You have to wonder sometimes how certain plants become villains of the landscape and are dumped into that horrifying category of vegetation, “weeds.” While not every so-called weed is beneficial to humans in some way, a large number are. There are books and books available on foraging wild edibles, and you would be surprised to see how many of those are commonly found in the nooks, crannies, and cracks of our “civilized” spaces.
Today’s featured plant, CHICORY, is a ubiquitous perennial plant on rural roadsides and even in many suburban spaces. Tall and lanky, with attractive, aster-like blue flowers, chicory can make a healthful and beautiful addition to your landscaping if you can see past the name-calling you are probably used to. Besides wild chicory, cultivated members of the chicory family include radicchio and Belgian endive. (Our profile will focus on the wild variety.)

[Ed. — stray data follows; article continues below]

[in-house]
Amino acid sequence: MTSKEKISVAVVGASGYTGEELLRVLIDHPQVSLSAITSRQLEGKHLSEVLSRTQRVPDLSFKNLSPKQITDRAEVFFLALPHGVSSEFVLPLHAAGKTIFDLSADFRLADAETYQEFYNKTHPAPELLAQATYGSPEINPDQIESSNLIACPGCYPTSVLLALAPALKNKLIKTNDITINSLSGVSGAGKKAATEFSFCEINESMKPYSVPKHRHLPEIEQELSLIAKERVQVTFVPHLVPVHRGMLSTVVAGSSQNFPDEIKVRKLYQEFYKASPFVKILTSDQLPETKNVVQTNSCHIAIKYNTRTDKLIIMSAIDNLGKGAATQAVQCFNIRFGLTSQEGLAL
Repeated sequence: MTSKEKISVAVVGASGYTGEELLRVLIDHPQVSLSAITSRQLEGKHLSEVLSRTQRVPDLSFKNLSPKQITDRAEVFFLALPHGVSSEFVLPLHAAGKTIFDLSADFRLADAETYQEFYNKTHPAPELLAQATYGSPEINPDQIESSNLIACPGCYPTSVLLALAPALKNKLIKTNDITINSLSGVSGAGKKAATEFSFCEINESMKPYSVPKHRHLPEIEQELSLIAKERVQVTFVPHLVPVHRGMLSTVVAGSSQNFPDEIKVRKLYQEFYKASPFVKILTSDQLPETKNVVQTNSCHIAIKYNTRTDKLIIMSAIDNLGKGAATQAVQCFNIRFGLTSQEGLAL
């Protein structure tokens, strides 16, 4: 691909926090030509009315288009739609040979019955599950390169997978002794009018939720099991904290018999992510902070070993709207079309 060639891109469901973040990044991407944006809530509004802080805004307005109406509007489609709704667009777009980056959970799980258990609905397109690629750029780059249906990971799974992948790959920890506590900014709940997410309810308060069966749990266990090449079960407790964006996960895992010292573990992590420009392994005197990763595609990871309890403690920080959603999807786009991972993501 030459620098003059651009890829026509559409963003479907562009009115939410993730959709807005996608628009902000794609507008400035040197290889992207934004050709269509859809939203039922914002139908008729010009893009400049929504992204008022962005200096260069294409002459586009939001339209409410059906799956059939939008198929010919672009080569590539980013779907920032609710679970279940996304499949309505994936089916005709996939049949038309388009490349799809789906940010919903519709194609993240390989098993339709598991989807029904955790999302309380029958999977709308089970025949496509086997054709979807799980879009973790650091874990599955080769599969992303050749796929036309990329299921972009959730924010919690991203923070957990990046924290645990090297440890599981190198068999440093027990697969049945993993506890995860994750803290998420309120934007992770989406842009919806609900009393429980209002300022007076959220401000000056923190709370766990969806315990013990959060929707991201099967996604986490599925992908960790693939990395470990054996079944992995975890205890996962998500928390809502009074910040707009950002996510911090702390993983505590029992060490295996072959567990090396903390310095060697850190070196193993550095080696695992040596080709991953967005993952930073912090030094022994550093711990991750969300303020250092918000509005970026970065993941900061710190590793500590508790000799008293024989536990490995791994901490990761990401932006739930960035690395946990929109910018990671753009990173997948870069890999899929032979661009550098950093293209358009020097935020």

The reason that you see chicory in so many fairly desolate places is that it is hardy and grows in a wide variety of soil types, making it one of many pioneer plant species that will move in to disturbed soil before other plants are able to thrive. This makes it a good soil builder in your garden, pulling nutrients up from deeper in the soil with its long taproot; it then returns those nutrients to the surface by dropping leaves and when it dies back. Along with soil building, chicory attracts beneficial pollinators (much as other members of the aster family do).
Chicory’s leaves and root are both edible and have traditionally been used to detoxify the liver, as well as for stomach issues. Chicory is also rich in antioxidants, inulin, and prebiotics. The leaves can be eaten fresh as an addition to salads, while the chopped root can be brewed into a strong tea or steeped in alcohol to make a tincture. One other fantastic use of chicory root is as a coffee substitute.
Chicory “Coffee” Recipe
- First, dig up, dry, and then roast the root.
- Grind it as you would coffee beans.
- To make the “coffee,” steep about 1 tablespoon of ground chicory root in 8 oz. boiling water for 8-10 minutes and then stir before drinking.
So, rethink your approach to “weed” species and consider how beneficial they sometimes can be to the environment, as well as to you.